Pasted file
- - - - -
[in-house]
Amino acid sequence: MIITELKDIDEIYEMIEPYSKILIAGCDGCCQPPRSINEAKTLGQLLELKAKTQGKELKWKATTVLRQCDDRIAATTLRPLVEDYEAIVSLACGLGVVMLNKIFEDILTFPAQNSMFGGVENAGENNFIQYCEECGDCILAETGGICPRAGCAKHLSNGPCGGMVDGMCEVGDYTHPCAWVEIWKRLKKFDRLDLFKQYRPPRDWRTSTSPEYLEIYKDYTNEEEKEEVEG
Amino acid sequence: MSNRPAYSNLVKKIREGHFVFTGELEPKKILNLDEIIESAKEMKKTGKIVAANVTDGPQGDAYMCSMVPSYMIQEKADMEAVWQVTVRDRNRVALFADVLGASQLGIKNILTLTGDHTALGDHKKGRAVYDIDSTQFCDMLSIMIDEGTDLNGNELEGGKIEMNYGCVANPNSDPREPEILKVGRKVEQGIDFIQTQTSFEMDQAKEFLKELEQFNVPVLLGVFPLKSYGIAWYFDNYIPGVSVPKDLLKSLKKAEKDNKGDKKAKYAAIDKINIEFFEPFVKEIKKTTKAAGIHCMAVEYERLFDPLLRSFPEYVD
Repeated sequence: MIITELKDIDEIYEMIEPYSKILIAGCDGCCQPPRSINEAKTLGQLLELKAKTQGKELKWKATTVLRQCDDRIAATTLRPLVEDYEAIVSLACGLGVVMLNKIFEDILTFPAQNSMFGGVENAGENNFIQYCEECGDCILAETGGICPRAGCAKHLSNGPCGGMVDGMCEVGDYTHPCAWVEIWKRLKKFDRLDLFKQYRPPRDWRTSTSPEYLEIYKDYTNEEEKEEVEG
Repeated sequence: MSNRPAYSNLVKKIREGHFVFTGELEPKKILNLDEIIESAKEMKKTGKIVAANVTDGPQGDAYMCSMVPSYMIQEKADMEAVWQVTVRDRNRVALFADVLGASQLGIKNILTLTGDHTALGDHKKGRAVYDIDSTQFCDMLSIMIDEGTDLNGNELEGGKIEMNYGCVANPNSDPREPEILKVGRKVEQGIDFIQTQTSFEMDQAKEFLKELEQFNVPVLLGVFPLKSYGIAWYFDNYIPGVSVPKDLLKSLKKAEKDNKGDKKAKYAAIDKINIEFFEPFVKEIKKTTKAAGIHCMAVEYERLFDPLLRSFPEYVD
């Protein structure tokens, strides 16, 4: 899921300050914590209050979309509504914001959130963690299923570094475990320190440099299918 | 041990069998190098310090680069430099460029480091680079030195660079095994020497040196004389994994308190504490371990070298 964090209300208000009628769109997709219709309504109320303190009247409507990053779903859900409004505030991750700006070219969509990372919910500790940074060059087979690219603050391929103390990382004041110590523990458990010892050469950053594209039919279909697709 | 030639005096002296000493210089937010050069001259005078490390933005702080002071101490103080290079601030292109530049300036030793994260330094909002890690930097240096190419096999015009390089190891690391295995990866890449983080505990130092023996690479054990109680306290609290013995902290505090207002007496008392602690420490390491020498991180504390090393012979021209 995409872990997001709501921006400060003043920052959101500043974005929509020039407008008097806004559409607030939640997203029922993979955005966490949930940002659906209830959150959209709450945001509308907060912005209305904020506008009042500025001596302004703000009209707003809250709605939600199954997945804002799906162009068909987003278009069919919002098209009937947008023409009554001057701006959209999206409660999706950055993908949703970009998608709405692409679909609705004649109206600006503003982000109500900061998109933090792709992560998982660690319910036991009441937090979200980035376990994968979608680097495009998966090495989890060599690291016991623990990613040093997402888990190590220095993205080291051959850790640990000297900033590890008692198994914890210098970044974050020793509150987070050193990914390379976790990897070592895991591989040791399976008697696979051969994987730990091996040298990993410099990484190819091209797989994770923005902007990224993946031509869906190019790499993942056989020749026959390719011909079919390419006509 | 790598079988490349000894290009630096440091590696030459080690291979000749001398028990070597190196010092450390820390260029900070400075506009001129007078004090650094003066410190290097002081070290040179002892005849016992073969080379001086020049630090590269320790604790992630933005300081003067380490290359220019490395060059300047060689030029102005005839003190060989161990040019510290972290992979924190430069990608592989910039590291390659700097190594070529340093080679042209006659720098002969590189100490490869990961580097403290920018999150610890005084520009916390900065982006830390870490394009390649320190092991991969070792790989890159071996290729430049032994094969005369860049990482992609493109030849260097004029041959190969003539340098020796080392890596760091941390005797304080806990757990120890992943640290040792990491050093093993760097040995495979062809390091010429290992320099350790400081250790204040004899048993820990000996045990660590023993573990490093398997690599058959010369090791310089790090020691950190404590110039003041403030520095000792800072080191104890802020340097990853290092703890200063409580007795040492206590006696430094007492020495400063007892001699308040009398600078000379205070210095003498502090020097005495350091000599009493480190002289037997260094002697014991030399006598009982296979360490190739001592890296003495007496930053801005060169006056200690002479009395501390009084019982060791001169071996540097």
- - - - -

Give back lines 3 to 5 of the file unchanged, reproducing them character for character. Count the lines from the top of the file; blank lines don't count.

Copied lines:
Amino acid sequence: MSNRPAYSNLVKKIREGHFVFTGELEPKKILNLDEIIESAKEMKKTGKIVAANVTDGPQGDAYMCSMVPSYMIQEKADMEAVWQVTVRDRNRVALFADVLGASQLGIKNILTLTGDHTALGDHKKGRAVYDIDSTQFCDMLSIMIDEGTDLNGNELEGGKIEMNYGCVANPNSDPREPEILKVGRKVEQGIDFIQTQTSFEMDQAKEFLKELEQFNVPVLLGVFPLKSYGIAWYFDNYIPGVSVPKDLLKSLKKAEKDNKGDKKAKYAAIDKINIEFFEPFVKEIKKTTKAAGIHCMAVEYERLFDPLLRSFPEYVD
Repeated sequence: MIITELKDIDEIYEMIEPYSKILIAGCDGCCQPPRSINEAKTLGQLLELKAKTQGKELKWKATTVLRQCDDRIAATTLRPLVEDYEAIVSLACGLGVVMLNKIFEDILTFPAQNSMFGGVENAGENNFIQYCEECGDCILAETGGICPRAGCAKHLSNGPCGGMVDGMCEVGDYTHPCAWVEIWKRLKKFDRLDLFKQYRPPRDWRTSTSPEYLEIYKDYTNEEEKEEVEG
Repeated sequence: MSNRPAYSNLVKKIREGHFVFTGELEPKKILNLDEIIESAKEMKKTGKIVAANVTDGPQGDAYMCSMVPSYMIQEKADMEAVWQVTVRDRNRVALFADVLGASQLGIKNILTLTGDHTALGDHKKGRAVYDIDSTQFCDMLSIMIDEGTDLNGNELEGGKIEMNYGCVANPNSDPREPEILKVGRKVEQGIDFIQTQTSFEMDQAKEFLKELEQFNVPVLLGVFPLKSYGIAWYFDNYIPGVSVPKDLLKSLKKAEKDNKGDKKAKYAAIDKINIEFFEPFVKEIKKTTKAAGIHCMAVEYERLFDPLLRSFPEYVD